It is no coincidence that the jihadist groups sabotaging the truce in Gaza are Iranian funded. However, at a time when Hamas is supposed to be pursuing Salafi groups in Gaza, the movement did not condemn their attacks, rather its leaders talked about the victory that was achieved through the missile fire. There is no doubt that igniting the Gaza front directly serves as a means of distracting attention away from what is happening in Syria, where every day for the past two years more have died than the current Gaza death toll. Here I do not mean to belittle the deaths of those in Gaza, but those who want to draw attention to the victims in Gaza must also draw attention to the victims in Syria who are falling at the hands of Hamas’ former allies. Furthermore, we see Iran’s Supreme Leader, Ayatollah Ali Khamenei, and likewise Hezbollah, warning against arming the Syrian opposition at a time when Hezbollah is boasting of supporting the Hamas “resistance” with arms.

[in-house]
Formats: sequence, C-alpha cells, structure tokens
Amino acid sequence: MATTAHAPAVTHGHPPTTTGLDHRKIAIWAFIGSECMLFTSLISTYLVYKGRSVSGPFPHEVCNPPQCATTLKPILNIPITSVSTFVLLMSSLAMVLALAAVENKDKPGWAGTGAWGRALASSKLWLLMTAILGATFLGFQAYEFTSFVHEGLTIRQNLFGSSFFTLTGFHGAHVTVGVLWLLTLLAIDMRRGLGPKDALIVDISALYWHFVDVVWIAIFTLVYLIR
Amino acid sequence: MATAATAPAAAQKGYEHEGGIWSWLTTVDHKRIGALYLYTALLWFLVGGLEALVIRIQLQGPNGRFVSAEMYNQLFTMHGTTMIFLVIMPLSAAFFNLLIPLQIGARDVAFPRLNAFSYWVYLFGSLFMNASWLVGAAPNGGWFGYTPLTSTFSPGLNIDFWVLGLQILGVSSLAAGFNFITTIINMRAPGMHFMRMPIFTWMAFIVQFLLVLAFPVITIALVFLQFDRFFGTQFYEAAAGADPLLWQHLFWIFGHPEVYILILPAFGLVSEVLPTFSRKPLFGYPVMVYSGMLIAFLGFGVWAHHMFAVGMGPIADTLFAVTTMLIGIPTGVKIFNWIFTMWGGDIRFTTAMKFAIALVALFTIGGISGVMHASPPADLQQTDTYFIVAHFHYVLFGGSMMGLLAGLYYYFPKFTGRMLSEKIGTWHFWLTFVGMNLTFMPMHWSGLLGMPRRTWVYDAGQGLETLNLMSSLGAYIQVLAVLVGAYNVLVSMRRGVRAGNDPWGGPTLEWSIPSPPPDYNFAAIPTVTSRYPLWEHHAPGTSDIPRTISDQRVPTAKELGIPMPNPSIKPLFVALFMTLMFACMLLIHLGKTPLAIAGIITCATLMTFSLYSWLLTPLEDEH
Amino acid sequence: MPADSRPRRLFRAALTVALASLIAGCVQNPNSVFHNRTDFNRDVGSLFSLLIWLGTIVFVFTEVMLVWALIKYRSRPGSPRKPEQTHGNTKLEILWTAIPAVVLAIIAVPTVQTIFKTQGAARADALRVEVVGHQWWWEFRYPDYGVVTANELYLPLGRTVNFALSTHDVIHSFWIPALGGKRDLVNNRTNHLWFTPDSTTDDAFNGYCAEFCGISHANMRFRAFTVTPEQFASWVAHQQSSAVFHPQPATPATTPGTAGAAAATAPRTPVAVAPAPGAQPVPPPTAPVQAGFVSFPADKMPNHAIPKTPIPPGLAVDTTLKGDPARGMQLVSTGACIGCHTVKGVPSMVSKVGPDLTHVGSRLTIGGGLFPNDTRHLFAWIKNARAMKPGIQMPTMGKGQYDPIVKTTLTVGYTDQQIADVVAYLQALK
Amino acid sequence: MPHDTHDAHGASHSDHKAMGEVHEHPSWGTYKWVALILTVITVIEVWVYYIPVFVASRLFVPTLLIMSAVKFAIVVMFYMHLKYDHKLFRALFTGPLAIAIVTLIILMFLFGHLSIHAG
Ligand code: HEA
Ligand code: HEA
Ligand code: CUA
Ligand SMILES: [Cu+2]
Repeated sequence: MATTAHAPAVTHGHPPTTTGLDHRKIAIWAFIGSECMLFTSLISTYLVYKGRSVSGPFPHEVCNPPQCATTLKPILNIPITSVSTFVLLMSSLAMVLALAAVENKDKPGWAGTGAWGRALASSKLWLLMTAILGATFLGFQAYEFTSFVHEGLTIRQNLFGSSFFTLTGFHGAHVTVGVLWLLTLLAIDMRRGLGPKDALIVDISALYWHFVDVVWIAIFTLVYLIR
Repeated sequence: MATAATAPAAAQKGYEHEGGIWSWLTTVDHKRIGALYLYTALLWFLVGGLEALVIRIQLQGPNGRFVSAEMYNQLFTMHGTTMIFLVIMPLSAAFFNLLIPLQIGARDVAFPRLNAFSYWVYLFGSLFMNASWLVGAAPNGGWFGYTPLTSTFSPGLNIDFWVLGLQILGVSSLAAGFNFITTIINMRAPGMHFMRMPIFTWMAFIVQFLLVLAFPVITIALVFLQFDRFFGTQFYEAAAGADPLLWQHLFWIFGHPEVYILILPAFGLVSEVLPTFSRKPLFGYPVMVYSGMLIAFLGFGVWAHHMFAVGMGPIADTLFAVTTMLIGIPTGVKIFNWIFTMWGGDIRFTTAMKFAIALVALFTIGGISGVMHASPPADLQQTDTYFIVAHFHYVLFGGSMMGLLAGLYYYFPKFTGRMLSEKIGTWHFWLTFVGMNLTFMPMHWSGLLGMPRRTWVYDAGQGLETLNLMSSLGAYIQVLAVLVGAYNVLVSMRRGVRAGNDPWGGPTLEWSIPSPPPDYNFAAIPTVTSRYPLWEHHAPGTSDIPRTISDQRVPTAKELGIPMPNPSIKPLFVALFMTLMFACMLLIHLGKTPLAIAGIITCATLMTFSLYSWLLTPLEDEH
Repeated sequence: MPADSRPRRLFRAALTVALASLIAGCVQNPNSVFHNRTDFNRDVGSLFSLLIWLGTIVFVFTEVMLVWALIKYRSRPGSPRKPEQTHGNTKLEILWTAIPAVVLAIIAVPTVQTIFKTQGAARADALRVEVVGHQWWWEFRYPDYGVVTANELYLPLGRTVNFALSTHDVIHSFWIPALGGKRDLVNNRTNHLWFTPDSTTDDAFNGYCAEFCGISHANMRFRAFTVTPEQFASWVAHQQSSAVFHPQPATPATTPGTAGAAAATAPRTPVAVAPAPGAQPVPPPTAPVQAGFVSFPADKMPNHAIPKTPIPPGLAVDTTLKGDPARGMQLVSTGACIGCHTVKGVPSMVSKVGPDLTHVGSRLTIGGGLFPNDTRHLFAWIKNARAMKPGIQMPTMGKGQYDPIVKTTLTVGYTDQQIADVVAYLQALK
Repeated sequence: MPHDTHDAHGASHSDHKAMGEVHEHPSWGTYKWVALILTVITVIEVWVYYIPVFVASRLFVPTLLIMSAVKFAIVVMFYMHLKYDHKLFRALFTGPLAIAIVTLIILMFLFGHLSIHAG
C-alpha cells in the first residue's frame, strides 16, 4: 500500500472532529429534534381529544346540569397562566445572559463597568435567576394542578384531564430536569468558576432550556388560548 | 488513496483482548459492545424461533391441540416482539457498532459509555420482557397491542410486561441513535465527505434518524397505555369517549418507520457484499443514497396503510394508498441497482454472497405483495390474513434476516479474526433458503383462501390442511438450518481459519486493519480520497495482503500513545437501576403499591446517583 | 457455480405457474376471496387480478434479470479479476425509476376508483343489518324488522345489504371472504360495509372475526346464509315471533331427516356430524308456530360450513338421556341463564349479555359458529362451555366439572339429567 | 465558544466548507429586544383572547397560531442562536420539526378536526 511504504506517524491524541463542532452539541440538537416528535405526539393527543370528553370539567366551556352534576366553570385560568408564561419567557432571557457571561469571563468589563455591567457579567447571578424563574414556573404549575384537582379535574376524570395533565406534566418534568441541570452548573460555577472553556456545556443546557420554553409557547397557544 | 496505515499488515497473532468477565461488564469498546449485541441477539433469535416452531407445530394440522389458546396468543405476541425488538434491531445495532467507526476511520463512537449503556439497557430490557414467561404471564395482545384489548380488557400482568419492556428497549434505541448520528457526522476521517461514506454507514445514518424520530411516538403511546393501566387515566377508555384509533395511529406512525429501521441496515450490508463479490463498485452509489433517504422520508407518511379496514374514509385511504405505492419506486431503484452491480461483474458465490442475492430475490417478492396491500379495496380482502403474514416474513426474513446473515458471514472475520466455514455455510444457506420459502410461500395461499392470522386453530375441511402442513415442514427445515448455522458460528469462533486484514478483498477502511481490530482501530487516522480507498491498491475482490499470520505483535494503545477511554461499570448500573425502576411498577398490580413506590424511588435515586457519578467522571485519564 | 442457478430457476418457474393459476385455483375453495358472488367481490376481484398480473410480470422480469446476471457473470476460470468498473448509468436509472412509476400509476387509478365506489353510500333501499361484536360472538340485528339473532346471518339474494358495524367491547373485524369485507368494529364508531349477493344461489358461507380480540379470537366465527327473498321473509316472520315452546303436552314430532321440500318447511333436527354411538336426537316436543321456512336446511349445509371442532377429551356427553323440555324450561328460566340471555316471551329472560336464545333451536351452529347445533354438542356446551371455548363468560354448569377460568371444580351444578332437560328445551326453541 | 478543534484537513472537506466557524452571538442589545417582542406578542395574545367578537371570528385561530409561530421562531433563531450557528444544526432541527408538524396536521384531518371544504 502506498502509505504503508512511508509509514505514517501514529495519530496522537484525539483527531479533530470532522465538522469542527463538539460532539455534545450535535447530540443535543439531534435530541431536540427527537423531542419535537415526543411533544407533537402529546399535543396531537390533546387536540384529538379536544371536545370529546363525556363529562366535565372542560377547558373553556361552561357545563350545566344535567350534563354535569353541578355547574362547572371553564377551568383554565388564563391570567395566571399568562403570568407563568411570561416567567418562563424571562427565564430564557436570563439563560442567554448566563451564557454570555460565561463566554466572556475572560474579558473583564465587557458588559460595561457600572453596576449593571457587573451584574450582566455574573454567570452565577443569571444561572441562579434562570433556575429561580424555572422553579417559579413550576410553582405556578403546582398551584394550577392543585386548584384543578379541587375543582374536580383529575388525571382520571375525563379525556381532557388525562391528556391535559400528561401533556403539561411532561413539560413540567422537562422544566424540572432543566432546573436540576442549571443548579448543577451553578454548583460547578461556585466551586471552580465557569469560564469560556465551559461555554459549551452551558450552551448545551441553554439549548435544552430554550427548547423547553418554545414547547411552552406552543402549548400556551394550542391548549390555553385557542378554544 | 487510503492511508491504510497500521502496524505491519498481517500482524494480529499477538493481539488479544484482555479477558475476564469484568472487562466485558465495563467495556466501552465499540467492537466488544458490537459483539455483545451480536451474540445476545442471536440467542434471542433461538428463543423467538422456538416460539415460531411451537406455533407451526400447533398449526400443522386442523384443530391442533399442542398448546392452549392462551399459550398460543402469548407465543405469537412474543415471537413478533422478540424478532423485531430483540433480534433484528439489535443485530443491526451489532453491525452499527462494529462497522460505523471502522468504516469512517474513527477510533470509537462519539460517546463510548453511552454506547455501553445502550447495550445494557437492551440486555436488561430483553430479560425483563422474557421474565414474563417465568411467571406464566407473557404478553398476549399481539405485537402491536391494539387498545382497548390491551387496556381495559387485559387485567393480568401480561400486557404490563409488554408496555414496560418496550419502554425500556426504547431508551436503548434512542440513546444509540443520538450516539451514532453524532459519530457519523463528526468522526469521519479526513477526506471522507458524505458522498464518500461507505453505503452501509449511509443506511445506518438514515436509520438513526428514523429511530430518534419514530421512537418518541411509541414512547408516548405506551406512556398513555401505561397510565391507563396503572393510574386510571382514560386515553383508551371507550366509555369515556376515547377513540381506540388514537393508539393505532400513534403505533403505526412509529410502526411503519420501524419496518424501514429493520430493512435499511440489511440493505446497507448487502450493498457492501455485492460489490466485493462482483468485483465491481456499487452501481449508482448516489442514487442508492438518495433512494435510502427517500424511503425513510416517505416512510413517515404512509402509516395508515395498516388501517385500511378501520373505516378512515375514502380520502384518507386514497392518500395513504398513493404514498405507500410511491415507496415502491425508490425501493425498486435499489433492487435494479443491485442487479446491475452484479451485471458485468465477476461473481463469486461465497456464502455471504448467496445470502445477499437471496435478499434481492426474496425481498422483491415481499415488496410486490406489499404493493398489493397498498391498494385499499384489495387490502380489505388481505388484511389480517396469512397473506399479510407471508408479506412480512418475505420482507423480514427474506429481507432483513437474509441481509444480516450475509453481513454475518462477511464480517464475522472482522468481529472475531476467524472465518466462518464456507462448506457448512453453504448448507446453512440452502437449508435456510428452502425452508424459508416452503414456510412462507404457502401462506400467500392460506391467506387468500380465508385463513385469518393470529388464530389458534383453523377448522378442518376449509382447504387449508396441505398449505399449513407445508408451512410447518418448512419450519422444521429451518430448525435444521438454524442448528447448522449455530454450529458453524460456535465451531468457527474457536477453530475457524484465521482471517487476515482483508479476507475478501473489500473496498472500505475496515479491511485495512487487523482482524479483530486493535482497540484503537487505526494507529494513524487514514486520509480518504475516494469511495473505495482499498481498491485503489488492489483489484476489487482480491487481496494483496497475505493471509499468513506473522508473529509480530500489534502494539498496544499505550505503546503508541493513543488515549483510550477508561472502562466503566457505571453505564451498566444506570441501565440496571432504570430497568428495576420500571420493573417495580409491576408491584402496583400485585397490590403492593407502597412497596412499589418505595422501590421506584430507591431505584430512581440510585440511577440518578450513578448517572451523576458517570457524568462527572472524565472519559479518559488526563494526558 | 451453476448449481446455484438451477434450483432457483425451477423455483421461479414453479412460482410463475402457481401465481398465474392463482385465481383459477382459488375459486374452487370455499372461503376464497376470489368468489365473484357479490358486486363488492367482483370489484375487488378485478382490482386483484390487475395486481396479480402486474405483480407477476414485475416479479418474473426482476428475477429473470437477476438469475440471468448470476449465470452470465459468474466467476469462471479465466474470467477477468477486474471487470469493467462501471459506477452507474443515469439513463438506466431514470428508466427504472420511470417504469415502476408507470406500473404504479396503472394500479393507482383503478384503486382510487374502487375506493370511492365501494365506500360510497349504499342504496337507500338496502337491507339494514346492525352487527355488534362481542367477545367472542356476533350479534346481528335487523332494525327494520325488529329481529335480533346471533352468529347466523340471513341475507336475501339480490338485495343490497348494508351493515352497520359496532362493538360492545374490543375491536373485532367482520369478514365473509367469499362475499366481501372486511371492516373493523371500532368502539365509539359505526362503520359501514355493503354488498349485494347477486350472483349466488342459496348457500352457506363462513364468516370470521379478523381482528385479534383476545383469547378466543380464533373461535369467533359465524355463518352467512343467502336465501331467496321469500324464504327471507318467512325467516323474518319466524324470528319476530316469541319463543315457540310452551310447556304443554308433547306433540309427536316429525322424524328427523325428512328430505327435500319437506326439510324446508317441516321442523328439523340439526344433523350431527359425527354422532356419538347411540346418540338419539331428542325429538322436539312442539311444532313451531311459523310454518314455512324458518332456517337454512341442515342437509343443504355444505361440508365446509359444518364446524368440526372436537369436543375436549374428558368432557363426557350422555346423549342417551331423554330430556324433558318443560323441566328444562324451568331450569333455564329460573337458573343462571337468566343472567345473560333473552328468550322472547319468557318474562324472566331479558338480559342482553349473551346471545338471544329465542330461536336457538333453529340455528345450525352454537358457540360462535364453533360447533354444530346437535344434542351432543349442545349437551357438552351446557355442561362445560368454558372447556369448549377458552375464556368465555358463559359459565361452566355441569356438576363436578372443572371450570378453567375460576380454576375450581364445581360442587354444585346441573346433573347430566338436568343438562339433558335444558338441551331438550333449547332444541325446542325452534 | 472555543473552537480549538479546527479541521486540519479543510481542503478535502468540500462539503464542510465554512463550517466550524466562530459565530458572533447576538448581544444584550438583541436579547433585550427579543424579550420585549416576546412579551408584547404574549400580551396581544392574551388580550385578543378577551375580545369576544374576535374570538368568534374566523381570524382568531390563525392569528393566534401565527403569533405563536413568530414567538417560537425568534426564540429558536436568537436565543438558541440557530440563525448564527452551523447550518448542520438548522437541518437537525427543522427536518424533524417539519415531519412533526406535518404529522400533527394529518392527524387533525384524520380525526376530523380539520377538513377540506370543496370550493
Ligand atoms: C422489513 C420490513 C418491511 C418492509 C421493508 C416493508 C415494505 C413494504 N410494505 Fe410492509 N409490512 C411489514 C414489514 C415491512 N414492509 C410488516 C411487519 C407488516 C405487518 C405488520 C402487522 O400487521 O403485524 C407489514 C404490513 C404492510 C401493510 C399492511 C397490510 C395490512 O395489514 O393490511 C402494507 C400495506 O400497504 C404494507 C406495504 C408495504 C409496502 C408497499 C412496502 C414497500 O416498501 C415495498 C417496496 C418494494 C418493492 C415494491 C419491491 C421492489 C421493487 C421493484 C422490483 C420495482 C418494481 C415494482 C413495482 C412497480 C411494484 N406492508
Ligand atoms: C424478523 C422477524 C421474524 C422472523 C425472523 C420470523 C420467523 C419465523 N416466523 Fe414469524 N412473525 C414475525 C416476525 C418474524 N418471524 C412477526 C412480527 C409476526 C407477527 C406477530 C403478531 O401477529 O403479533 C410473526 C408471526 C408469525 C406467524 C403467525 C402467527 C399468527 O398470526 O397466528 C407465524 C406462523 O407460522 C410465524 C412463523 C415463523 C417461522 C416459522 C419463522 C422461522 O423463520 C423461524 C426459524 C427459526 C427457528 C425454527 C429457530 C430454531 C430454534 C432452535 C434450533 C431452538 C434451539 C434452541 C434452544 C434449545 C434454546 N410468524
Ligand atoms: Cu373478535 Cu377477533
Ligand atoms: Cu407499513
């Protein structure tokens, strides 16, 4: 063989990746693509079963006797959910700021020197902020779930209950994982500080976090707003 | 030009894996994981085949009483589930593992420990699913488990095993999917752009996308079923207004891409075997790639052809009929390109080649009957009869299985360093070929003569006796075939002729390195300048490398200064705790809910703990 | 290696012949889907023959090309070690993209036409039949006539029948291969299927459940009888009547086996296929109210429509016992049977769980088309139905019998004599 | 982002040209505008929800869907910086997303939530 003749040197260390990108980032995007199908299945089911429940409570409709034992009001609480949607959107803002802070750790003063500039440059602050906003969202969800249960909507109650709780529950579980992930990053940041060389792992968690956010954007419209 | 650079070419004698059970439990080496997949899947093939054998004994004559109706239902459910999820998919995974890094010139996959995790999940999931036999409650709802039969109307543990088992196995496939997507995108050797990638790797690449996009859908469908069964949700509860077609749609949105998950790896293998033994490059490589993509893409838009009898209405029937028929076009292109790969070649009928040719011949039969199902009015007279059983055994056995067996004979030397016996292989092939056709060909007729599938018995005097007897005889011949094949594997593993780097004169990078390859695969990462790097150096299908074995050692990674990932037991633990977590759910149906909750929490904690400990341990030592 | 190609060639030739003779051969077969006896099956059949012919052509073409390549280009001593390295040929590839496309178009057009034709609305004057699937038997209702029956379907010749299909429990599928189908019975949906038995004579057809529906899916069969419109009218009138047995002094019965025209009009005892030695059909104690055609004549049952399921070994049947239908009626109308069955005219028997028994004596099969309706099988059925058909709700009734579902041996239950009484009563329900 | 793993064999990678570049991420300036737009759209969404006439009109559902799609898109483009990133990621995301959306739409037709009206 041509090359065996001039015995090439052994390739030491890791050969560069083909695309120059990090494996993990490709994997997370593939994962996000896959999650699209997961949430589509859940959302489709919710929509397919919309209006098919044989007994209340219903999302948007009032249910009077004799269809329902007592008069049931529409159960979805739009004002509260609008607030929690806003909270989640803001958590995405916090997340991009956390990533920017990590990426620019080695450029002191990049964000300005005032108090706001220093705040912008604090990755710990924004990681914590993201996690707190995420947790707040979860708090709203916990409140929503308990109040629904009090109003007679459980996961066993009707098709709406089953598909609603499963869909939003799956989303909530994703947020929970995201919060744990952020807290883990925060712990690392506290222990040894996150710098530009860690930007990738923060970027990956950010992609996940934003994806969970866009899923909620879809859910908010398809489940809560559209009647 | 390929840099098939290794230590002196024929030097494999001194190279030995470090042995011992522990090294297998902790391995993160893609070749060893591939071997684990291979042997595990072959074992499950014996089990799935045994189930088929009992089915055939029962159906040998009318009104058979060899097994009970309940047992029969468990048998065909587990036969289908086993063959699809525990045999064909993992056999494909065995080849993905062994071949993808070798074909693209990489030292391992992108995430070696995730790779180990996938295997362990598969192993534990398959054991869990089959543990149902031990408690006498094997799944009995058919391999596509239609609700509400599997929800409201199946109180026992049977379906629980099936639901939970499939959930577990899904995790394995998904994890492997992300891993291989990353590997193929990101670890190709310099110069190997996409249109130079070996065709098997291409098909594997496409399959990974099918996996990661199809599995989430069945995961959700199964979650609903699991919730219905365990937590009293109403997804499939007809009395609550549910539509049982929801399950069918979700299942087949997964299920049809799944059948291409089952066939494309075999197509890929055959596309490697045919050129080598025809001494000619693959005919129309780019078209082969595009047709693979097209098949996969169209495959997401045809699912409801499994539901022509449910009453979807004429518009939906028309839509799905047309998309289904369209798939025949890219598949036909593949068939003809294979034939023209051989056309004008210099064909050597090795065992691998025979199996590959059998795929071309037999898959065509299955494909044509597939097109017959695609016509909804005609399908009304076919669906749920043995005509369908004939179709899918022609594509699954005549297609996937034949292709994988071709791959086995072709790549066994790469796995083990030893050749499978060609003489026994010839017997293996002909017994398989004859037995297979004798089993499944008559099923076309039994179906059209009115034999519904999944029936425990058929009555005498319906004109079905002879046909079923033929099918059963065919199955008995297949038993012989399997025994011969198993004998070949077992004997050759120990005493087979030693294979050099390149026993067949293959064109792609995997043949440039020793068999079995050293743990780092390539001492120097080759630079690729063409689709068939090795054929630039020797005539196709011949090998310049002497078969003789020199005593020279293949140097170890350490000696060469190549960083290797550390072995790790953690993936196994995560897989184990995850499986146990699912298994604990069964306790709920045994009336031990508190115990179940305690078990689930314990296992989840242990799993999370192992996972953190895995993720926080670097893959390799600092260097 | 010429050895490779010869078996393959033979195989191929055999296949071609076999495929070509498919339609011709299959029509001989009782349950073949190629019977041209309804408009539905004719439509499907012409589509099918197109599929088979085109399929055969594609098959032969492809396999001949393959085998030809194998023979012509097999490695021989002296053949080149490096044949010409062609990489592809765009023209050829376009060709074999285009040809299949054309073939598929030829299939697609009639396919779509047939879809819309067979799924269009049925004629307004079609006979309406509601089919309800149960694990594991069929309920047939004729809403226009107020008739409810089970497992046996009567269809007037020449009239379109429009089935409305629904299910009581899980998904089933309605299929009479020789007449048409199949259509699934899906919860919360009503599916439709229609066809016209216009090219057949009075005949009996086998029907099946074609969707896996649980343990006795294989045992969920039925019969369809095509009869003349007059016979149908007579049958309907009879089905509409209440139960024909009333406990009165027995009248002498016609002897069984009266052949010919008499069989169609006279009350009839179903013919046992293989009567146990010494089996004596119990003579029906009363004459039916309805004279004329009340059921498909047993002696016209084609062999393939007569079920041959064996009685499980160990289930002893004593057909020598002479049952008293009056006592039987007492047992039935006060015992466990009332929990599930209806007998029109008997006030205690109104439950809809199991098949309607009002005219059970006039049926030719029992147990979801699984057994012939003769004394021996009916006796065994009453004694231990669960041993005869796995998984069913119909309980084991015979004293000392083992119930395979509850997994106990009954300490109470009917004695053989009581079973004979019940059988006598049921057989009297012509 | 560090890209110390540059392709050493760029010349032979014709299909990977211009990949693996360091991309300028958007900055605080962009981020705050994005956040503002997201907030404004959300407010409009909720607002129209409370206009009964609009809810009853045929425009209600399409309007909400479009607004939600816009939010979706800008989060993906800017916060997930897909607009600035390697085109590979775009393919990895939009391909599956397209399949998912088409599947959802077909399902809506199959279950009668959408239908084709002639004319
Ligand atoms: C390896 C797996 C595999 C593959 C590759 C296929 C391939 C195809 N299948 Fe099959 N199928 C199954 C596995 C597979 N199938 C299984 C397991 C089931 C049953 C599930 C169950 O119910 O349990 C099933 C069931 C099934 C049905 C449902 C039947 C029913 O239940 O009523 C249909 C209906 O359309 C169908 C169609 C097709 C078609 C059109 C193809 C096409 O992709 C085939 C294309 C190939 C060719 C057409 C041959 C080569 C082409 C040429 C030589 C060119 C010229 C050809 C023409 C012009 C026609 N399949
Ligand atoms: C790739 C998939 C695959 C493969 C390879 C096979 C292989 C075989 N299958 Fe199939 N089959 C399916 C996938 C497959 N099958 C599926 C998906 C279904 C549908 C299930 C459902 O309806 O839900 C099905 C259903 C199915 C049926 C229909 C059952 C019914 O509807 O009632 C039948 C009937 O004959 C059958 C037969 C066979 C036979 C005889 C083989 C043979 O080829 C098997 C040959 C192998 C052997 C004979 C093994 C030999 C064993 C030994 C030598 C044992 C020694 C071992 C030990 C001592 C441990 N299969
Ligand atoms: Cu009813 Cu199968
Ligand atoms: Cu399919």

The leaders of “the resistance” have committed grave errors against regional peace, and have caused irresponsible destruction to the countries of the region. They have jeopardized the future of the Palestinians in order to serve the interests of malicious regimes. Despite all this there has not been any sort of review of the Hamas leadership, even though its key figures today have become leaders at the expense of the blood of unarmed civilians.

In one of his final interviews, Ayyash said: “We need to exert more pressure, make the cost of the occupation that much more expensive in human lives, that much more unbearable”. However, the result has been the opposite; life for the Palestinians has become unbearable, while the leaders of “the resistance” have spent their days in the hospitality of Damascus and the southern suburbs of Beirut.

Adel Al Toraifi

Adel Al Toraifi

Adel Al Toraifi is the former Editor-in-Chief of Asharq Al-Awsat newspaper and Al-Majalla magazine. As a specialist in Middle Eastern affairs, his research focuses on Saudi–Iranian relations, foreign policy decision-making in the Gulf, and IR theories on the Middle East. Dr. Al Toraifi holds a PhD in International Relations from the London School of Economics and Political Science.